The .NET Framework consists of two main parts: the common language runtime (CLR) and a unified, hierarchical class library. Applications compiled for .NET are not compiled directly to native code. Instead, they are compiled to an intermediate language called Microsoft Intermediate Language (MSIL). When an application is run for the first time, the common language runtime just-in-time compiler compiles the MSIL code into native code before it is executed. The common language runtime is more than a simple JIT compiler; it is also responsible for providing low-level execution services, such as garbage collection, exception handling, security services, and runtime type-safety checking.

The most unique attribute of .NET is its support for multiple languages. Currently, the supported languages include Visual C# .NET, Visual Basic .NET, the managed extensions for C++ and Visual J# .NET. Support for other languages like Perl, Python and COBOL are under development. This support for multiple languages is achieved due to a Common Language Specification (CLS). CLS describes the features that each language must provide in order to use the .NET framework and the Common Language Runtime and interoperate with components written in other programming languages. These features include the support for the same data types, usage of the same .NET framework classes, compilation of the source code to the same MSIL, and usage of the same CLR to manage execution. Languages that satisfy this specification is said to be .NET compliant.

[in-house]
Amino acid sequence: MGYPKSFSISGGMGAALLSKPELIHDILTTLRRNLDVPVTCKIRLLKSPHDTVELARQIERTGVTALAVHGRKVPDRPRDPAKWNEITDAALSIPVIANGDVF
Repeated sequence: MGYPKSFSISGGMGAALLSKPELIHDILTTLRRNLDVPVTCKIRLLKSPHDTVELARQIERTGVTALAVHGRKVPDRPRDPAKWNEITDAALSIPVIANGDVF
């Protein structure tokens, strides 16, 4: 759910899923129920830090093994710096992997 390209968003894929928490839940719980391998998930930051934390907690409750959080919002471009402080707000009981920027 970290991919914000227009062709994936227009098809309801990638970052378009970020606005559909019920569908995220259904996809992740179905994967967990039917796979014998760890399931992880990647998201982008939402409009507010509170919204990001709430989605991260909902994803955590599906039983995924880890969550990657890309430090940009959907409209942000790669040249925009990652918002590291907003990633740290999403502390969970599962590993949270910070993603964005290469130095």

Comparison of .NET and Java:

  • NET supports many languages like Visual Basic .NET, Visual J# .NET, Visual C# .NET, etc., unlike Java which is a single language on a single runtime environment. However, this multi-language support is merely a feature necessitated by the Microsoft framework of multiple languages.
  • Java is multi-platform. Because of this, the set of framework classes has traditionally been limited to what is available on all platforms. The .NET Framework is built upon the Windows platform. The classes offer the full scope of what is available on this platform.
  • The .NET Framework has a more robust versioning system than Java. In Java, if two versions of the same class are installed, the Java runtime will simply load the first class it finds on the class path, ignoring the version. In .NET, two or more different versions of the same class can be loaded and executed at the same time.